Back in my old neighborhood, there was a guy who lived in a private junkyard right next to an industrial launderer a few blocks from my house. He put together a makeshift shelter out of the body of an old Volkswagen Beetle and some dirty blue tarps. No one would have known he was there except that he had to make regular forays into the non-junkyard world to buy himself forty ounce bottles of Budweiser beer. Pass by the junkyard around ten o’clock in the morning, you’d hear the clanging of shifted metal as this guy hauled himself out of a scrap heap to panhandle. Pass by again around three in the afternoon, you might catch him shuffling back home through a hole in the fence, hauling a grocery bag laden with brown bottles of beer. I considered him a whacked-out wino, part of the natural scenery. He was only one of maybe two dozen drunken adults wandering thoroughfares from Main Street to Utopia Parkway in Flushing, Queens. You’d see them with their Army-issued field jackets and free t-shirts from various cigarette promotions, begging for change and openly drinking right next to the very bodegas that sold the brew.
And it wasn’t just my neighborhood, but every neighborhood I visited growing up. Times Square was littered with as many as a hundred stumbling, disheveled people, often sleeping openly right on the sidewalks. Friends’ suburban neighborhoods in Long Island each had their special crazies, often lurking around the local strip mall or panhandling at highway exit ramps. I called them bums, I called them drunks. I called them winos and homeless people and crazies. I paid them no more mind than a lamp post or a mailbox, these people were everywhere and I took it for granted that this is what society looks like. Where did they come from? How did they end up living in a small junkyard in Flushing? These were the kinds of questions I never asked. They may as well have been birthed right there in the gutter, weaned on cheap beer and raised by greasy rats.
Things are no better today. The homeless Vietnam Vets of my era have largely died off, to be replaced by homeless veterans from more recent conflicts. You’ve got junkies and schizos and people having loud conversations with antagonists visible only to them. There’s a guy who sits outside of my office and beats a stick against the bottom of a soup pot for hours at a time. You get used to them, let loose a little change here and there, but for the most part you blow by these people, since to stop and help everyone in need seems an insurmountable task. You might feel sympathetic, you might feel annoyed, but one thing people rarely think is that these people might be dangerous. What danger could a malnourished looney pose to a well-fed guy that’s got all his marbles? So we allow ourselves to become complacent.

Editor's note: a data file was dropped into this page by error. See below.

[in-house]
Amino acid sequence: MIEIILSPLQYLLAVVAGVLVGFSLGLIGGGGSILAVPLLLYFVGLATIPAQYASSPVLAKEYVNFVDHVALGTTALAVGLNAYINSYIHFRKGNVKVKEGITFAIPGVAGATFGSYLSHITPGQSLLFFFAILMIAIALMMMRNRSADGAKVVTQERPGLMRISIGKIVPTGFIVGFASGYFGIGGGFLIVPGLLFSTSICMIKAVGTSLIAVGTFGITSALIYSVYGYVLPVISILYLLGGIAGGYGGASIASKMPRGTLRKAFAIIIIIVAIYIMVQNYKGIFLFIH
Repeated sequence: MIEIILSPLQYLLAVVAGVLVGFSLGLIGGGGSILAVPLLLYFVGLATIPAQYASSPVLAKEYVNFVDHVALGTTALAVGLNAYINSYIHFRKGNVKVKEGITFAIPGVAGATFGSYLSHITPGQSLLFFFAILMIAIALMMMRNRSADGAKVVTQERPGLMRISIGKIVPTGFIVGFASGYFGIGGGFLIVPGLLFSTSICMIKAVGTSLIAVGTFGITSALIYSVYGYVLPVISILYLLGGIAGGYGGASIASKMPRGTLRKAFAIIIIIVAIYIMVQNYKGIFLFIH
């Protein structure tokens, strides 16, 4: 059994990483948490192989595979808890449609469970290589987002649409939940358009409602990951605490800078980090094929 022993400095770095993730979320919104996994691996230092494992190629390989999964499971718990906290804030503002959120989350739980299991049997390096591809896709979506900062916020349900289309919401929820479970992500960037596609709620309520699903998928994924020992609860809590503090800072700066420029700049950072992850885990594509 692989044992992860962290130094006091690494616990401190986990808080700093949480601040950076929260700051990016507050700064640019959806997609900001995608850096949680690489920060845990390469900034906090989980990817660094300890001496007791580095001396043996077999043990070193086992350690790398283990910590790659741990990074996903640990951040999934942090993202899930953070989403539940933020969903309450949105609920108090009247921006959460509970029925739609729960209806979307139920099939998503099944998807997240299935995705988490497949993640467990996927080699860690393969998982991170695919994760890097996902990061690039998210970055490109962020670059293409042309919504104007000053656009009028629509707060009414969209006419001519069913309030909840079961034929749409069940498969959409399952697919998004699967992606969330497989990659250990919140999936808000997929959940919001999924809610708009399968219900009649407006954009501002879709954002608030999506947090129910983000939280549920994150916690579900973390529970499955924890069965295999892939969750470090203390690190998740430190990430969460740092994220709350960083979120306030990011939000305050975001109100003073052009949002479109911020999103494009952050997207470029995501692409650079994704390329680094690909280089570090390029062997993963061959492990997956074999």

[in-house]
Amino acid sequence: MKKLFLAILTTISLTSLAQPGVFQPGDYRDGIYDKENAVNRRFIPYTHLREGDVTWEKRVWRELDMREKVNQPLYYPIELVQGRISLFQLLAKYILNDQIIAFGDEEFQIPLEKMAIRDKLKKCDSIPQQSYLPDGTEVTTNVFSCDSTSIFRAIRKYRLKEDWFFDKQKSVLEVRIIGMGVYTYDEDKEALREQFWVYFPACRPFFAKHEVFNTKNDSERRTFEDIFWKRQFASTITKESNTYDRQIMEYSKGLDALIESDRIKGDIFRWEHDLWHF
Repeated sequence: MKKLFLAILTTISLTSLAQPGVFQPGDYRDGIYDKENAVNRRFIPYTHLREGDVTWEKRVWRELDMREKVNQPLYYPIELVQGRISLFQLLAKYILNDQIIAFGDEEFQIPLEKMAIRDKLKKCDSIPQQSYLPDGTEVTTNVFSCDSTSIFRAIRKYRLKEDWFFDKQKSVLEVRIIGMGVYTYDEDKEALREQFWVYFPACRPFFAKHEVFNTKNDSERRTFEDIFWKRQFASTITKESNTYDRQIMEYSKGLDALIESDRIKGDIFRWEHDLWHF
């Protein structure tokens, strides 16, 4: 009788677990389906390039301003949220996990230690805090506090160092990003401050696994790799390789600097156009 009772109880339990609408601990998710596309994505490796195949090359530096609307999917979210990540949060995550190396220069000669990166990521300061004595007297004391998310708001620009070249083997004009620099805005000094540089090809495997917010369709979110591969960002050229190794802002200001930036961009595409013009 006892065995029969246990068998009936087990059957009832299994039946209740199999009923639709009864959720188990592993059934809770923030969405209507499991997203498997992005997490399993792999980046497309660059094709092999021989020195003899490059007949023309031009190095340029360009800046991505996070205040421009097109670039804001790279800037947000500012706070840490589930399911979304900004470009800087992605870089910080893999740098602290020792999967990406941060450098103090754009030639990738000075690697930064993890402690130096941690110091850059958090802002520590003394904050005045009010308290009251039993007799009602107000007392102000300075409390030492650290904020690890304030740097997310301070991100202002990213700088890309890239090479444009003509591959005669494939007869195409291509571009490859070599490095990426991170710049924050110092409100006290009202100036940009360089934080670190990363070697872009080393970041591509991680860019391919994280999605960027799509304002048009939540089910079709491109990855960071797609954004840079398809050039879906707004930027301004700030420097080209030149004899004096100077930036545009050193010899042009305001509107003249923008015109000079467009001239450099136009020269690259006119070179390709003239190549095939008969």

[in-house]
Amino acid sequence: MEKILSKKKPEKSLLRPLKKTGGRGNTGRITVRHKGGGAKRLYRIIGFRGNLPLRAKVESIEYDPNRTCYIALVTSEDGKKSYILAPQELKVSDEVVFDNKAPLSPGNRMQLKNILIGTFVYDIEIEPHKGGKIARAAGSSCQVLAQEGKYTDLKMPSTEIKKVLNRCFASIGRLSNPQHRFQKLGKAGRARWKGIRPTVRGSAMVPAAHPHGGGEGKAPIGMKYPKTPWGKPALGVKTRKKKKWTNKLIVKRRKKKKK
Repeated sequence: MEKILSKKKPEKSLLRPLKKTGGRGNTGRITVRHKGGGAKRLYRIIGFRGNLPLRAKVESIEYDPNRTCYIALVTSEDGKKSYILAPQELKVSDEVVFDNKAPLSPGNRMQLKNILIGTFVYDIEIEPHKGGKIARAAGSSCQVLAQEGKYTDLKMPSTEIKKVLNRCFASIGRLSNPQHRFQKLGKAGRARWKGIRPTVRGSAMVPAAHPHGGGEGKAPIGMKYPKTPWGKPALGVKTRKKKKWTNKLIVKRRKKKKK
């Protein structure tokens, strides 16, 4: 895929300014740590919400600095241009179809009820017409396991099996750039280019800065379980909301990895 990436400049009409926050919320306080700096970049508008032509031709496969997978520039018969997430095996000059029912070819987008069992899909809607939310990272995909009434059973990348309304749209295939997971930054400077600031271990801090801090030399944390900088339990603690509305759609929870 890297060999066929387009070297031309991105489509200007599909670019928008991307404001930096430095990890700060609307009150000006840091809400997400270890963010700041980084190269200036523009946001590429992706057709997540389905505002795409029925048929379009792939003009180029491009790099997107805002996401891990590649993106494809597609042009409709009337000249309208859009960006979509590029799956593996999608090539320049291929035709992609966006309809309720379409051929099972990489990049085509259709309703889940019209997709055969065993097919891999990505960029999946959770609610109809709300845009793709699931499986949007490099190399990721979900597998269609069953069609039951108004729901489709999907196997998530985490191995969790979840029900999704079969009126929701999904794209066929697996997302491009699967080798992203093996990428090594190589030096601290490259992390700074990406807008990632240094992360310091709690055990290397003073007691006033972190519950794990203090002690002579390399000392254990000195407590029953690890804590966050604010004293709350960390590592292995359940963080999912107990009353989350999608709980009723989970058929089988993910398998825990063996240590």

Part of this complacency is borne, I think, of despair. What should we do for the mentally infirm? What can we do? We can lock them up and pump them full of Thorazine until their medical insurance runs out, then they’re back out in the wild. There are no miracle cures, no way to reason with someone who is perpetually hallucinating. We can intervene on our obsessive friends and family, we can commit our suicidal children, but there’s not a lot of help forthcoming for the strange dude lurking on the street. It’s assumed that there’s some dreary procedure in place to handle these outlying integers of society, but the fact is that there’s nothing satisfactory. Prisons end up picking up as much mental health slack as they can, and then only after someone has been convicted of a crime. Very often, that’s too late.
We live in a time that we can mitigate our anxieties with medication and indulge our narcissism in a therapist’s office. Many of us seem to accept the fact that modern life will drive you at least a little crazy. But why does this have to be the norm? Isn’t a society that drives you insane a failed society? And what about those without health insurance, do we accept them as regrettable casualties in the war to figure out what the hell we want to do with ourselves? Sadly, I have no answers, only more and more questions. Because the truth of the matter is that we’ve always had crazy people, and we’ve never known quite what to do with them. Maybe we should privatize mental health hospitals, make a business out of incarcerating the insane. But then I’d worry that I might ultimately be given a rubber room right next to yours.